Extract from Captain Beefheart On Track: Every Album, Every Song.
The Legendary A&M Sessions (EP) (1984)
Don Van Vliet: vocals, harp
Alex St. Clair Snouffer: drums
Jerry Handley: bass
Doug Moon, Rich Hepner, Alex St. Clair (‘Moonchild’): guitar
Paul Blakely: drums (‘Moonchild’)
Producer: David Gates
Studio: Sunset Sound Recorders, Hollywood, CA
Release date: October 1984
Having established themselves on the local scene by playing covers of blues numbers, the band rapidly built a following. Their sound reflected the blues of the 1960s British Invasion, with inspiration from bands such as The Rolling Stones, The Animals, The Yardbirds and The Pretty Things. Many people thought Captain Beefheart and the Magic Band were British. The Howlin’ Wolf covers – which dominated their act and can be heard in the live recording from the Avalon Ballroom – suited Don’s vocal style. On the strength of their performances, the Magic Band were signed to A&M Records for a two single deal.
In 1965, they took their first steps into a recording studio and laid down five tracks. Four of these came out on the two A&M singles, and one languished in the vaults: undiscovered until the 1980s when this EP was released by first A&M then Edsel.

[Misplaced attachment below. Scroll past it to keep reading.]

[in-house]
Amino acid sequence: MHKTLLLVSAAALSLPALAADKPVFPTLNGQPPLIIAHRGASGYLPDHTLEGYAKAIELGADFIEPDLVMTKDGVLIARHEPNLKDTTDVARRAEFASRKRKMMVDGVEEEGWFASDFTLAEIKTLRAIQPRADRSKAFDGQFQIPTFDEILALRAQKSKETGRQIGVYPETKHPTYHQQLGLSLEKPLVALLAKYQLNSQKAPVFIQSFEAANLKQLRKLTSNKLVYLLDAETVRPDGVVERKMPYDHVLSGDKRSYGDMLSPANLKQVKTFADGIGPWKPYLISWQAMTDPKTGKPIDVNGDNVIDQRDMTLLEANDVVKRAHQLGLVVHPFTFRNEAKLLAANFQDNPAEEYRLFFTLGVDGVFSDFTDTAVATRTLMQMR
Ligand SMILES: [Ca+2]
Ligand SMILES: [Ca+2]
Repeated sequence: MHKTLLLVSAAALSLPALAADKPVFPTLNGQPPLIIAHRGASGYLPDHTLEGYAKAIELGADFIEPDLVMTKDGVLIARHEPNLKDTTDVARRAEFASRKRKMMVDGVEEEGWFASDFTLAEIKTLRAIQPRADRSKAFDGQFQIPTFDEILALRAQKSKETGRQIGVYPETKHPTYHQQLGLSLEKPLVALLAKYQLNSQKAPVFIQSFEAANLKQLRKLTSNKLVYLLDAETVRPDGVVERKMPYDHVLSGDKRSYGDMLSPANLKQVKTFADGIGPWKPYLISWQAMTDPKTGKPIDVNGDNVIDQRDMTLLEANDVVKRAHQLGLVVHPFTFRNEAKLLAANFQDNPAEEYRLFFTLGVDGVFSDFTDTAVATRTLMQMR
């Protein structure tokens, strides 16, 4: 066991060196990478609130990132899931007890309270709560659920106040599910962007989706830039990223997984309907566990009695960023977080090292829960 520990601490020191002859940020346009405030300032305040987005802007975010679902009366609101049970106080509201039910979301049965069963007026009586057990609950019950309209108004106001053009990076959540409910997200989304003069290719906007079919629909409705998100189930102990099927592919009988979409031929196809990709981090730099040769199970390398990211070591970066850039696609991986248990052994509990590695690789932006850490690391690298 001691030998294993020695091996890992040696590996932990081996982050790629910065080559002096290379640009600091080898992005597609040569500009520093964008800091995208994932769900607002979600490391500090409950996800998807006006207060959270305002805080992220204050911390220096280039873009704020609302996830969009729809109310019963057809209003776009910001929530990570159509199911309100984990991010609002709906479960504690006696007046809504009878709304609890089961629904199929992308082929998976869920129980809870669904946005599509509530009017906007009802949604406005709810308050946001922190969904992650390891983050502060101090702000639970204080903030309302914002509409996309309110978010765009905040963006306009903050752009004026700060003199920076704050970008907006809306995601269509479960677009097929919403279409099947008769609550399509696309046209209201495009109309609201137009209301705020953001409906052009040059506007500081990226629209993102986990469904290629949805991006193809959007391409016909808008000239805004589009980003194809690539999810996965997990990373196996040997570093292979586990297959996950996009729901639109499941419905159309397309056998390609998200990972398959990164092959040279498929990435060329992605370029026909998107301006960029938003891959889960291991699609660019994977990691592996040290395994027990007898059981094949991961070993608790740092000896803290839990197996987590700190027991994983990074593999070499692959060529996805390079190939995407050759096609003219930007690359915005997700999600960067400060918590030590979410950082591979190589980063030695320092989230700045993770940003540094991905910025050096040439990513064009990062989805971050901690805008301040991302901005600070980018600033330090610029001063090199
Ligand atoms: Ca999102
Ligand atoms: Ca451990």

‘Diddy Wah Diddy’ b/ w ‘Who Do You Think You’re Fooling?’ and ‘Moonchild’ b/w ‘Frying Pan’ were released as singles. Just think, if these tracks had received sufficient airplay, they might well have broken through, and this R&B version of Beefheart might’ve gone on to produce more in the same vein to rival The Rolling Stones, The Pretty Things and Downliners Sect. The Magic Band were good enough. But it wasn’t to be.
‘Diddy Wah Diddy’ (Blake, Dixon, McDaniels)
This was selected from the five tracks recorded by A&M as being the most likely to be a hit. It was originally written by Blind Blake in 1929 as a ragtime blues titled ‘Diddie Wa Diddie’. Willie Dixon adapted the music and lyric, adding a distinctive Bo Diddley riff and a rock-and-roll/R&B vibe for a single in 1956.
The Beefheart arrangement is much heavier, with a thumping bass. The track is reminiscent of British-Invasion R&B, but has fuzz bass that gives it a punchier characteristic. Don’s voice was greatly suited to this delivery, and his blues-harp-playing added a rich bluesy element. Unfortunately for Don and the boys, the Boston group The Remains released an adaptation of the song simultaneously. Synchronicity, huh? The Remains’ version is also great, though not as heavy as Beefheart’s. They probably undercut each other, so neither reached the national charts. The single became a local hit, but broke no further than that. If it had, things might’ve been different: perhaps they might’ve stuck with A&M and remained an R&B band, who knows? History turns on small events.
The song was later covered by many notable people, including Leon Redbone, Ry Cooder, Taj Mahal, The Sonics, The Blues Band and Manfred Mann.
The book is available through Burning Shed (The publisher’s own distribution site) Captain Beefheart On Track (burningshed.com)
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